Sadly there is no way to avoid that charges that derive from the action itself! Even in cases where the bank decides to cancel the dispute after recognizing a related refund, the online merchant still carries the dispute charges. On a recent call we made with a mid-tier payment provider outsourced chargeback call center, we were advised to instruct our customer not to issue refunds in order to avoid the possibility of a double charge. Imagine, a payment provider advising a merchant not to issue refunds to customers when he decides not to ship the goods, because of industry inefficiencies. Not to mention it pumps chargeback payment provider revenue as they are paid per dispute opened and responded.

Another case we had encountered is that of unauthorized charge, the grayest of gray areas abused by cardholders. In many cases we have seen chargeback policies become part of emotional feuds. For example more than once couples who were together would buy each other gifts. But relationships also turn sour and in this case the cardholder disputes the charges made during the relationship claiming it was unauthorized use. This is one of those cases were a seller seems not to be the one responsible. All available data would result in a legitimate transaction and a change of heart is a thing that can become a problem for a seller only through the twisted world of chargeback. Fortunately, with the data available through FUGU, our client was at able to recover the payment, though not the related cost of the chargeback itself.

Who really insures the end customer payments when their credit card is stolen?

Perhaps the most problematic aspect of the chargeback system regards real fraud, dealing with stolen credentials. The transaction appears normal to the seller, the fraudster is equipped with all the right information, hell – it might be a family member for all the seller knows. Like all transaction this one is approved by the card company holding the most current information on stolen credentials. Maybe the cardholder has not noticed or didn’t know their card was stolen. Upon reviewing the statement maybe three months later they initiate a dispute reporting the card stolen. This is most unfair, the sellers have no way of knowing about the fraud and yet they alone!!! are liable, thereby providing the cardholders with insurance, courtesy of the card companies that force them to do so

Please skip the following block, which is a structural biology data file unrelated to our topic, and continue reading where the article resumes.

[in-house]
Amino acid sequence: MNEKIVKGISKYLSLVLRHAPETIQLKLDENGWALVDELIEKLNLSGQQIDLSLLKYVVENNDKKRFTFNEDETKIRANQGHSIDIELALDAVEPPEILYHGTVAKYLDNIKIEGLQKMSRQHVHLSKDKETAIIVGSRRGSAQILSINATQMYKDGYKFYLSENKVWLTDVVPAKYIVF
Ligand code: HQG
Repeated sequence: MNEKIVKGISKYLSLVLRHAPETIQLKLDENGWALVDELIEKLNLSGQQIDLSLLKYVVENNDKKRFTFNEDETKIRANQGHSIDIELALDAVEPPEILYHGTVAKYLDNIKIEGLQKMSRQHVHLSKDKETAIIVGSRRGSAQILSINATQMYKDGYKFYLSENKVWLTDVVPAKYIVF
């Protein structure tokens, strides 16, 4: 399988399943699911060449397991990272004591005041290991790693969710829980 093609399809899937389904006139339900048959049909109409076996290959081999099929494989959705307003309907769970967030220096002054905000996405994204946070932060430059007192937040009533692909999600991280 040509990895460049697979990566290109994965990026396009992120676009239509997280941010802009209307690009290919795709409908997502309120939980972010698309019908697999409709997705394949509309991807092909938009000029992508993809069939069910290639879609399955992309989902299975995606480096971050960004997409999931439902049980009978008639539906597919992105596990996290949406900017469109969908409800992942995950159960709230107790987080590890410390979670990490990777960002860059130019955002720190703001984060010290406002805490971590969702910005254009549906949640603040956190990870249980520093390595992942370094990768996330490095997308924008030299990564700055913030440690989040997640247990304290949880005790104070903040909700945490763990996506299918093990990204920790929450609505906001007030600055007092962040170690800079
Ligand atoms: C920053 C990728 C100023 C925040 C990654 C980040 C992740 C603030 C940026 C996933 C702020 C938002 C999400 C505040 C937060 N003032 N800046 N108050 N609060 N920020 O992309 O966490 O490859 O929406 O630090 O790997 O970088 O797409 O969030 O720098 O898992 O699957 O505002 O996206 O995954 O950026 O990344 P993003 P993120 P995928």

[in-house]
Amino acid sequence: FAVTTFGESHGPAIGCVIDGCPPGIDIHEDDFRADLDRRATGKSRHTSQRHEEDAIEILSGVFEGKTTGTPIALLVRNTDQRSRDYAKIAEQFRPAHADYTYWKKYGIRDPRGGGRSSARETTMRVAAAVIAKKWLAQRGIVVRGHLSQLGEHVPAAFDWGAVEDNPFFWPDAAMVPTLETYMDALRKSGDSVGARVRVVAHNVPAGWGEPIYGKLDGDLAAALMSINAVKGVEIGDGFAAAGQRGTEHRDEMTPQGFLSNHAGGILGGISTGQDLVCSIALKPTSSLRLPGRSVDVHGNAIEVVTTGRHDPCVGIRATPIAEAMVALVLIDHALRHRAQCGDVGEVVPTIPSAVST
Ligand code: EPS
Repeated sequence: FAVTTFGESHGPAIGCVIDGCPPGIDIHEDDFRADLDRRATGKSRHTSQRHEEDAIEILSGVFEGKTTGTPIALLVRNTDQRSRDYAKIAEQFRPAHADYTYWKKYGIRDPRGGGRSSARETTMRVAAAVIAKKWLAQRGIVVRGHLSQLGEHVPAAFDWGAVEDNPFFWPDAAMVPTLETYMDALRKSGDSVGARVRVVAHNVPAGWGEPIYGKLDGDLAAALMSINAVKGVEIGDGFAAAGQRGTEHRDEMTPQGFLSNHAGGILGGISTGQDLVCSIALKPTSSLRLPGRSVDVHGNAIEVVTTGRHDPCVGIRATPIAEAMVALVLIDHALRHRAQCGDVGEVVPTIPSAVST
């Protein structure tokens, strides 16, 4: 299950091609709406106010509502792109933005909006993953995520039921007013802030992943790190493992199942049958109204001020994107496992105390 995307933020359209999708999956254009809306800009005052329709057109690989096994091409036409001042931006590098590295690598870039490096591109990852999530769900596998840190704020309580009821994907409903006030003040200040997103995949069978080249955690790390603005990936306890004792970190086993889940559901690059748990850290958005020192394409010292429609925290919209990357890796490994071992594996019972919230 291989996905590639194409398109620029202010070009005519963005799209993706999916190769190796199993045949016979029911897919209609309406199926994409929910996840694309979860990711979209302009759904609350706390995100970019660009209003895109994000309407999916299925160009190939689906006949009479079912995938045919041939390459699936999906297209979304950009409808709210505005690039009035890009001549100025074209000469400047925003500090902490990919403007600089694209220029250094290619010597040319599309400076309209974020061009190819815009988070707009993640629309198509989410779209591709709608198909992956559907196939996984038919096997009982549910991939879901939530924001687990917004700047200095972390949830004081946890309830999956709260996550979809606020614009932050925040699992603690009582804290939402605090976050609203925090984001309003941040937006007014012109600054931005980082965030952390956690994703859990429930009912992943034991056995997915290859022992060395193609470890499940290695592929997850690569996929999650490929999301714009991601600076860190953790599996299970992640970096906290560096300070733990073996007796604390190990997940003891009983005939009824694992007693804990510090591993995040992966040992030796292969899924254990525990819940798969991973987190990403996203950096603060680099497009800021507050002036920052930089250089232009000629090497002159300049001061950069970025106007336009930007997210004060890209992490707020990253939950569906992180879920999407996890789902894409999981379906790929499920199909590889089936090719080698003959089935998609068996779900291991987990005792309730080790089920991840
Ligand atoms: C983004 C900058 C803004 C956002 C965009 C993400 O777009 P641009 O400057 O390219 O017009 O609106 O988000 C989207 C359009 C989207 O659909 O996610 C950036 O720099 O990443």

In other cases we have seen family members that had bought goods for other family members also have a change of heart and try to dispute charges. FUGU the first service automatically logging all interactions post payment keeps an eye on what happens after the payment and we have been able to win ~60% of chargeback cases. In a majority of them we were able to prove that chargeback policies are being abused by cardholders initiating disputes for the wrong reasons: because they can, because they are angry with relatives, because the seller carries all the cost. In a system full of inefficiencies, all dependent on data withheld by the industry’s giants, everything is at the expense of the sellers. Card companies hold all the data and they do not like to share, imposing unnecessary risk on online sellers. What is becoming clear to all parties is that this system is incredibly unfair to sellers, and the smaller they are the more they suffer.

Gathering, storing and analyzing post-payment data, is the only remedy for sellers to bridge the data gap, giving them a fighting chance (~60%) in a system rigged against them.